Criminal Justice Degrees Guide

Criminal Investigation: Finding Your Inner Sherlock

Criminal investigators are responsible for conducting investigations into criminal violations of the law. They find and analyze information for the purpose of solving crimes, which typically requires the gathering of evidence and interviewing of suspects, victims, and witnesses. The purpose of these investigations is to determine whether or not there is sufficient evidence to recommend prosecution for an alleged crime. Criminal investigators examine records, assist the prosecution in preparing evidence for the pre-trial, and testify in court about the evidence. Along with assisting in criminal and civil liability cases, they also work on child custody and protection cases, and missing-persons cases. They can work for private individuals, businesses, and attorneys, assisting them by connecting clues about personal, financial, and legal matters. Criminal investigators in this day and age even solve crimes that Sherlock would have never heard of, such as identity theft, illegal downloading of copyrighted material, harassing e-mails, and insurance claims.

Criminal investigators are needed wherever crimes are committed, so it is safe to say they are needed everywhere. They are employed by a variety of law enforcement agencies as well as private investigation agencies, laboratories, and many are self-employed. Since crimes occur 24 hours a day, criminal investigators may be required to work long hours on nights, weekends, and holidays. Depending on the type of case they are working on, they might be required to travel a lot, work outdoors in rugged terrain, or spend long hours in a library conducting research. Whether it’s kneeling down to take a closer look at evidence or climbing on something so they can see a crime scene from a different perspective, most criminal investigator work requires some sort of physical exertion. Given the risks associated with their work, many investigators are authorized to carry and use firearms.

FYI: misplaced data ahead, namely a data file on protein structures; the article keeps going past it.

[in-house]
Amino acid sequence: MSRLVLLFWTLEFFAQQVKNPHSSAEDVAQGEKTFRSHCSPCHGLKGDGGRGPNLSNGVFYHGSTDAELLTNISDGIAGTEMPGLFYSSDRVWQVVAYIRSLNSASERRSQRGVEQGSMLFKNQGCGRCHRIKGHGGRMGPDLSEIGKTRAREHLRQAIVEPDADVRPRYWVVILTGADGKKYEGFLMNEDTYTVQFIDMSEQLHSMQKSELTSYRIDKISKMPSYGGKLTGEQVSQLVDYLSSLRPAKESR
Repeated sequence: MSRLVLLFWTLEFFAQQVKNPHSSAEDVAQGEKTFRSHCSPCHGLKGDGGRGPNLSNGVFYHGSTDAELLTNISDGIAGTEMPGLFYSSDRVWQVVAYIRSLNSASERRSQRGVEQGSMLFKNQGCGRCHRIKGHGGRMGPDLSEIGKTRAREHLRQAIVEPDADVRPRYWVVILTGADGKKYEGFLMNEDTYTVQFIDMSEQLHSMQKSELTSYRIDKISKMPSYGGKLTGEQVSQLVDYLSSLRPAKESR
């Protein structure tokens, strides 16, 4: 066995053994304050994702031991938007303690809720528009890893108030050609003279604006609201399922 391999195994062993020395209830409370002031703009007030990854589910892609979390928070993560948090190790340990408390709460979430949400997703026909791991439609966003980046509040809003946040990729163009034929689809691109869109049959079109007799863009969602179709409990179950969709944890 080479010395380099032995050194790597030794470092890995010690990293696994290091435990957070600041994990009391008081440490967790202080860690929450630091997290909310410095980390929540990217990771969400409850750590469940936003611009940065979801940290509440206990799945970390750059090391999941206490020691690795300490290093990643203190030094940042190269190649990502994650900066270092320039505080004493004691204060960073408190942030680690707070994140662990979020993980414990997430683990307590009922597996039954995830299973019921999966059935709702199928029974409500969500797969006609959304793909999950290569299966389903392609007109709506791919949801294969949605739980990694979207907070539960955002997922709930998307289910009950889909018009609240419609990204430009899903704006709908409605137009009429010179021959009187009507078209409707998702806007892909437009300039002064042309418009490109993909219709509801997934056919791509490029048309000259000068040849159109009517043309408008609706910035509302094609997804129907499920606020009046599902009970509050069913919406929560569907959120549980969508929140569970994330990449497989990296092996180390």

If you want to find your inner Sherlock through criminal investigation, you must be detail-oriented, thorough, and have the ability to think critically. It is also important that you are an effective communicator, since you will have to provide court testimony and clearly document the details of your investigations. Although there are no formal education requirements, criminal investigators typically are college educated and have taken courses in criminal justice, police science, and computer research. Most also have prior experience conducting investigative work working in law enforcement the military, or with private investigators. The majority of states require that investigators be licensed, which may require that they meet specific requirements regarding education or work experience.

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